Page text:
|Publication number||US5350205 A|
|Application number||US 08/065,214|
|Publication date||Sep 27, 1994|
|Filing date||May 20, 1993|
|Priority date||May 20, 1993|
|Publication number||065214, 08065214, US 5350205 A, US 5350205A, US-A-5350205, US5350205 A, US5350205A|
|Inventors||Lewis L. Aldridge, Kenneth W. Sawyer|
|Original Assignee||Ewal Manufacturing Company, Inc.|
|Export Citation||BiBTeX, EndNote, RefMan|
|Patent Citations (17), Referenced by (19), Classifications (7), Legal Events (9)|
|External Links: USPTO, USPTO Assignment, Espacenet|
1. Field of the Invention
The subject invention relates to fittings for high pressure and vacuum fluid lines used in environments where repeated connections and disconnections are necessary.
2. Description of the Prior Art
Gaseous fluids at pressures of 3,500 psi. and higher are used in many manufacturing processees, including the manufacture of microprocessors and other electronic components. High pressure gases also are used in various chemical engineering processes, in medical applications and in machining or welding operations. The particular gaseous fluid may vary from one industrial application to the next.
Gas for industrial applications typically is delivered to the manufacturing site in gas containers which are appropriately constructed to contain the high pressure gas therein, and which can be selectively connected and disconnected into a manufacturing system.
Purity of the specified gas often is critical to the manufacturing process. Thus, it is important for the supplier of high pressure gas to supply the gas in containers that prevent transfer leaching of contaminants from the container and/or from the attached fittings into the gas stream. It is also necessary to prevent diffusion or leakage of atmospheric contaminants through the gas delivery system and into the gas stream.
The typical prior art fitting for high pressure fluid applications includes a first generally tubular component having a fluid passage extending therethrough and having an array of external threads. A second tubular component with a fluid passage extending therethrough is dimensioned to mate in end-to-end relationship with the first component. The second component, however, generally will not include threads, but rather is provided with a pressure bearing flange or shoulder extending outwardly in proximity to the mating end. A coupling nut with an array of internal threads is dimensioned to threadedly mate with the external threads on the first tubular component of the fitting. The coupling nut further includes an inwardly extending flange dimensioned for engaging the pressure bearing flange of the second tubular component. The prior art fitting is connected by aligning the first and second components in end-to-end axial relationship to one another. The nut is then threadedly engaged with the first component. Sufficient tightening of the nut draws the abutting ends of the aligned components into tight engagement with one another.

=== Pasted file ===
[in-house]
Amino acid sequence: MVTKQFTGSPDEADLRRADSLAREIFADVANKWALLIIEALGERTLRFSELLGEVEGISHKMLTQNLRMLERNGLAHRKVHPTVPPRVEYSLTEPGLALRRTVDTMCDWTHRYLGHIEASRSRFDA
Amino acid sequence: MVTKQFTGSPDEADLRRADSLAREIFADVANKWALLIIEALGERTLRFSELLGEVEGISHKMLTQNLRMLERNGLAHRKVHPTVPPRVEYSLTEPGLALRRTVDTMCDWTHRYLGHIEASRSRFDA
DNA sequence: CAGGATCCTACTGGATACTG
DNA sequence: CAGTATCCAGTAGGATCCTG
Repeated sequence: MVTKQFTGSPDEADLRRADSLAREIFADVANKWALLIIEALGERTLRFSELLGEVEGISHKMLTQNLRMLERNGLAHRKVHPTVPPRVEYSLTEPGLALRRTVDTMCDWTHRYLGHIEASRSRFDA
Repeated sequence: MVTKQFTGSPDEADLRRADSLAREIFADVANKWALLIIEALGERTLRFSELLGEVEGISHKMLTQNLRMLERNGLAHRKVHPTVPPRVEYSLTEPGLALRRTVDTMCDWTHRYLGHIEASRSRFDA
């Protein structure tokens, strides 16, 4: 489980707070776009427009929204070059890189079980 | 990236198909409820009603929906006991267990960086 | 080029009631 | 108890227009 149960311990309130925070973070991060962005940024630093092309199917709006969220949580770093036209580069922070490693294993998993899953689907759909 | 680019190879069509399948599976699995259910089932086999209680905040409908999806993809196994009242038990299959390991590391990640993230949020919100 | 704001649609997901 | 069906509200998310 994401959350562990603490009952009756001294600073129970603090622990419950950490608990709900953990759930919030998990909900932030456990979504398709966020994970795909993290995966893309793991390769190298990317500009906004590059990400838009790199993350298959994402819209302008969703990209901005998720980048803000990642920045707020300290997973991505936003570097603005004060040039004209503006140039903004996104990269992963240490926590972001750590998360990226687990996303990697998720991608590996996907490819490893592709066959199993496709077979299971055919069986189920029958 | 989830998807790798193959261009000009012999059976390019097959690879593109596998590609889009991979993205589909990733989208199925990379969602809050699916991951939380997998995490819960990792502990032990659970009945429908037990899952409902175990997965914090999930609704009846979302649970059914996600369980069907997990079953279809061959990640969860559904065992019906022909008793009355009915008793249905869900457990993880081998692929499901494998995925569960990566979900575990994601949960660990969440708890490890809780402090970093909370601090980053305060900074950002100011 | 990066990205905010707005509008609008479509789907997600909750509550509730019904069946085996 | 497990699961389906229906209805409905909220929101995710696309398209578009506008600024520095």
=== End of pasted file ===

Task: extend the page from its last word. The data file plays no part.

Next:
Nonmetallic fittings and nonmetallic washers or gaskets may be employed in fittings for low pressure systems and for systems where purity of the fluid being transported is not adversely affected. However, nonmetallic fittings may not provide adequate strength for high pressure fluid applications and may permit diffusion of atmospheric moisture, oxygen and other contaminants into the high pressure gas stream. Additionally, nonmetallic washers or gaskets may wear quickly and generate wear debris which may be transported into the high purity fluid stream. Furthermore, nonmetallic fittings, especially those with a low melting point, are almost certain to fail in a fire, and hence could yield a catastrophic release of high pressure gas. Thus, fittings for high pressure, high purity fluid systems typically will avoid or minimize the use of nonmetallic materials.
Metallic fittings generally can provide a virtually leak-free connection that prevents escape of high pressure gas from the fitting and that similarly prevents diffusion of atmospheric contaminants into the gas stream, or leakage into vacuum lines. However, the forces applied between the mating surfaces of the two opposed metallic fitting components must be high and must be within certain specified range. Mating forces in a high pressure gas fitting that are too low may permit escape of the high pressure gas and/or may permit diffusion of atmospheric contaminants into the high pressure stream. Conversely, fittings that are connected with a mating force that is too high are likely to accelerate wear due to friction between the assembled components of the fitting, and may cause sealing surfaces to distort or break down after several cycles due to excessive contact pressure.